CATASTROPHIC CARE MODIFICATION LEGISLATIVE VEHICLE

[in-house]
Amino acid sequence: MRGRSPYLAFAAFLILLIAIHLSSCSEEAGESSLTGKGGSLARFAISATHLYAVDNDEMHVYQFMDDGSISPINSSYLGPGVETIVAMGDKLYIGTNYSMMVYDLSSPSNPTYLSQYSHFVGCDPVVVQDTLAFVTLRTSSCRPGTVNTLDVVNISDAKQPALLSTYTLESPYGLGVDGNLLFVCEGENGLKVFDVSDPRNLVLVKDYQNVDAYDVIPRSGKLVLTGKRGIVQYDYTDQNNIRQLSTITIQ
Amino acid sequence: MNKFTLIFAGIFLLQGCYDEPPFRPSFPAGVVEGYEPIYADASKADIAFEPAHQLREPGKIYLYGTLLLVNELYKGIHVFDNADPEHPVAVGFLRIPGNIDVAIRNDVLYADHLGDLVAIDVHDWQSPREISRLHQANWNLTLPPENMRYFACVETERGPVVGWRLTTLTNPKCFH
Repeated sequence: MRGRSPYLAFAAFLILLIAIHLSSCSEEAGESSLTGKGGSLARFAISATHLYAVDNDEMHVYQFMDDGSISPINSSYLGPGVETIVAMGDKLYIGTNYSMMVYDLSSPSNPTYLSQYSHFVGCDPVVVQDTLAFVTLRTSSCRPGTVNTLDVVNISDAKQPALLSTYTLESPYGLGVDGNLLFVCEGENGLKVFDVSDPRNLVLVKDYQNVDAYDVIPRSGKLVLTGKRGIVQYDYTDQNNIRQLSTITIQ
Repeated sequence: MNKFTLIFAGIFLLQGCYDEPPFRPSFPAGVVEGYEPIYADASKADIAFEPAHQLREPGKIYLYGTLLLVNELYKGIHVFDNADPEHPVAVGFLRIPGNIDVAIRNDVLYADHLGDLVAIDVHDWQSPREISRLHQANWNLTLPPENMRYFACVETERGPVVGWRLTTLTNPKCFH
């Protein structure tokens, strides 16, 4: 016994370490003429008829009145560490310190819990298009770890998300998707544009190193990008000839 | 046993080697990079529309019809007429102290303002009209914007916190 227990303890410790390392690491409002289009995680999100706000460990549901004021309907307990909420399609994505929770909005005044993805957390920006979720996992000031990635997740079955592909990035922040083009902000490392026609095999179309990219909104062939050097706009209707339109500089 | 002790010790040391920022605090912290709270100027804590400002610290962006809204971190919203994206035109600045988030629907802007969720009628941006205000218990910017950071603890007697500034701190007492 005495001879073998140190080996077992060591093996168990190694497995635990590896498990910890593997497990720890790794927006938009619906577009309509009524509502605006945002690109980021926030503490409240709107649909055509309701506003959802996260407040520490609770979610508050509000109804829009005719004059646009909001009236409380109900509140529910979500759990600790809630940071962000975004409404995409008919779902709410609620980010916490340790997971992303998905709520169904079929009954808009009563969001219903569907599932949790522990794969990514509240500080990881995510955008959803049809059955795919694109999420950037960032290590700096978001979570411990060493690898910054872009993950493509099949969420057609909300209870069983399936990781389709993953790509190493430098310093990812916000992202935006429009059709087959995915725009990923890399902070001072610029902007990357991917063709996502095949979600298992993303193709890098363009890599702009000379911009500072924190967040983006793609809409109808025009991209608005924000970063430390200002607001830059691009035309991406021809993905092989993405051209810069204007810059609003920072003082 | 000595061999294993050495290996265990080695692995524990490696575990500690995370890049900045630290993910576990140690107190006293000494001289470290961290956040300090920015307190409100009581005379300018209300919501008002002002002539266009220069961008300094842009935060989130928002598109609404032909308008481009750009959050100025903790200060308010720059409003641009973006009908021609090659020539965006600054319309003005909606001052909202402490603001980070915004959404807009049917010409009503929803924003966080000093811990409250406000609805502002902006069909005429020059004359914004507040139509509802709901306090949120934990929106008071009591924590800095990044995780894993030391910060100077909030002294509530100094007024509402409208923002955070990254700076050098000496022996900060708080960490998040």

CATASTROPHIC CARE MODIFICATION LEGISLATIVE VEHICLE is expected to be either budget or debt limit measures, House Budget Committee Chairman Panetta (D-Calif.) told budget conferees Oct. 25. Modification of the Medicare catastrophic care law will be "driven either on [budget reconciliation] or on the [federal] debt limit" extension bills, he said. Panetta added that the provision might be addressed as part of the budget conference so the issues can be resolved as soon as possible. If catastrophic care is discussd during the budget reconciliation conference, the Senate may use the retention of the present catastrophic care law, with its full outpatient drug benefit, as its negotiating position. The House will start the negotiations with the repeal amendment, adopted by that chamber earlier this month. While the Senate passed a modification plan sponsored by Sen. McCain (R-Ariz.) by a 99-0 vote, the proposal was approved as a free-standing measure and not as part of the reconciliation bill ("The Pink Sheet" Oct. 9, p. 13). However, McCain staffers said they expect conferees to advocate the Senate modification plan, and hope that it will be adopted as a middle ground between repeal and current law. Under the McCain bill, coverage is repealed for all drugs except home I.V. and immunosuppressive treatments. Sen. Roth (R-Del.), a catastrophic care repeal proponent, said on the Senate floor Oct. 25 that he is "deeply troubled" by "rumors" that the Senate would go to conference with current law. "This means we may end up with benefits and a package that the Senate already rejected," he said. "Turning around and coming up with such a package through conference deliberations, at the very least, would be a violation of the people's trust." In other budget reconciliation proceedings, conference Chairman Panetta had urged subconferences to resolve differences on deficit reduction measures by Oct. 27, leaving discussions on "extraneous matters" until the following week. If conferees cannot reach agreement on the bill in a timely fashion, the House will agree to eliminate from its legislation provisions that do not directly affect the fiscal year 1990 budget deficit, Panetta said. At the Oct. 25 public session, House and Senate members sparred over what issues should be discussed during the budget reconciliation conference. In general, Senate members are pushing their stripped-down approach while the House continues to be reluctant to forfeit measures passed as part of its budget bill. In addition to the catastrophic care repeal, the House budget bill includes provisions modifying and permanently extending the current research and experimentation tax credits. House Ways and Means Committee Chairman Rostenkowski (D-Ill.) is urging that the Senate not add measures stripped from its reconciliation bill to the legislation raising the federal debt limit, which is scheduled for consideration before the end of October. However, Sen. Durenberger (R-Wis.) is working on an amendment to the federal debt limit that would include most of the provisions stripped from the budget bill. Among the provisions are a permanent extension of the R&E tax credits and an authorization of Medicare reimbursement for erythropoeitin (Amgen's Epogen) administered at home. * Because of Rostenkowski's position on the debt limit bill, chances are remote that Panetta's timetable will be met. Until Congress completes action, Gramm-Rudman across-the-board cuts are in effect. For FDA, that means a reduction of $28.3 mil. in budget authority and $22.6 mil. in outlays for program expenses.
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